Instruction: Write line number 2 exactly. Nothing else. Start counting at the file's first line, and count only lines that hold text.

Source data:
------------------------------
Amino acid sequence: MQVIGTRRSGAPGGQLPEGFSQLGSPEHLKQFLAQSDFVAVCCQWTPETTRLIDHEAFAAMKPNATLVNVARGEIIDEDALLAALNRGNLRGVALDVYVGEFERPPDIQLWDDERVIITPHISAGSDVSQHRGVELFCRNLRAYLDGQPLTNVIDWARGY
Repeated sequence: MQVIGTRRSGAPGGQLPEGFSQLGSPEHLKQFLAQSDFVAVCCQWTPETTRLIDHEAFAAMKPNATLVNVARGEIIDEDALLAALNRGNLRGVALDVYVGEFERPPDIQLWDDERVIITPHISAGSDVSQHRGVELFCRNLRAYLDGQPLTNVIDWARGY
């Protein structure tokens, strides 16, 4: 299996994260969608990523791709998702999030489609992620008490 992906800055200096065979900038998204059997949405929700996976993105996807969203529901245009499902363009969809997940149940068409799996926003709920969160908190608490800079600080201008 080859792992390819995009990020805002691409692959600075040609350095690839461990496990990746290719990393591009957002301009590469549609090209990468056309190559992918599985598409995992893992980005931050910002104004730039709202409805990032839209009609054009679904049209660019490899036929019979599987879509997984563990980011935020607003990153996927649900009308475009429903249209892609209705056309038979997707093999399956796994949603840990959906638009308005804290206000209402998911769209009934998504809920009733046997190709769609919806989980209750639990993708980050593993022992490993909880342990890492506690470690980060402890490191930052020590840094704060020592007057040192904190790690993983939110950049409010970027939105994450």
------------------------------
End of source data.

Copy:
Repeated sequence: MQVIGTRRSGAPGGQLPEGFSQLGSPEHLKQFLAQSDFVAVCCQWTPETTRLIDHEAFAAMKPNATLVNVARGEIIDEDALLAALNRGNLRGVALDVYVGEFERPPDIQLWDDERVIITPHISAGSDVSQHRGVELFCRNLRAYLDGQPLTNVIDWARGY